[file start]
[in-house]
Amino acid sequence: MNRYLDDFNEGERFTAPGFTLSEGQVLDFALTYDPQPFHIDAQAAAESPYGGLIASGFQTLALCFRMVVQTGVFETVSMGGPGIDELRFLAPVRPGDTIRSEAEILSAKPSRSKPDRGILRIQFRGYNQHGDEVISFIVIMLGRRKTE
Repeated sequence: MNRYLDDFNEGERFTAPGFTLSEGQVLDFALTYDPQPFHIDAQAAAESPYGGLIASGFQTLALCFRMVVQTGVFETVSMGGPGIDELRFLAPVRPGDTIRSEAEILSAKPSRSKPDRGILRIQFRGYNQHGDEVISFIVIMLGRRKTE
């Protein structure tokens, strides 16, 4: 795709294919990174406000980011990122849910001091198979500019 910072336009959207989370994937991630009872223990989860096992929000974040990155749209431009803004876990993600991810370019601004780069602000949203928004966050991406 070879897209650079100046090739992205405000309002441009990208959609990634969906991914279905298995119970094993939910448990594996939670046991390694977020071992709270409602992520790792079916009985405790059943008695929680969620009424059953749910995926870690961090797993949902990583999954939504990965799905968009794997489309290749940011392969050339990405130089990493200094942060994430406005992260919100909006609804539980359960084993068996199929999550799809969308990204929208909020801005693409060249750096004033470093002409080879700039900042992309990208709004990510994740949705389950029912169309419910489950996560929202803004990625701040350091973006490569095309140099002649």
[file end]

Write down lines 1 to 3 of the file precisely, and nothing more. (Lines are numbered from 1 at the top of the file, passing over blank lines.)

[in-house]
Amino acid sequence: MNRYLDDFNEGERFTAPGFTLSEGQVLDFALTYDPQPFHIDAQAAAESPYGGLIASGFQTLALCFRMVVQTGVFETVSMGGPGIDELRFLAPVRPGDTIRSEAEILSAKPSRSKPDRGILRIQFRGYNQHGDEVISFIVIMLGRRKTE
Repeated sequence: MNRYLDDFNEGERFTAPGFTLSEGQVLDFALTYDPQPFHIDAQAAAESPYGGLIASGFQTLALCFRMVVQTGVFETVSMGGPGIDELRFLAPVRPGDTIRSEAEILSAKPSRSKPDRGILRIQFRGYNQHGDEVISFIVIMLGRRKTE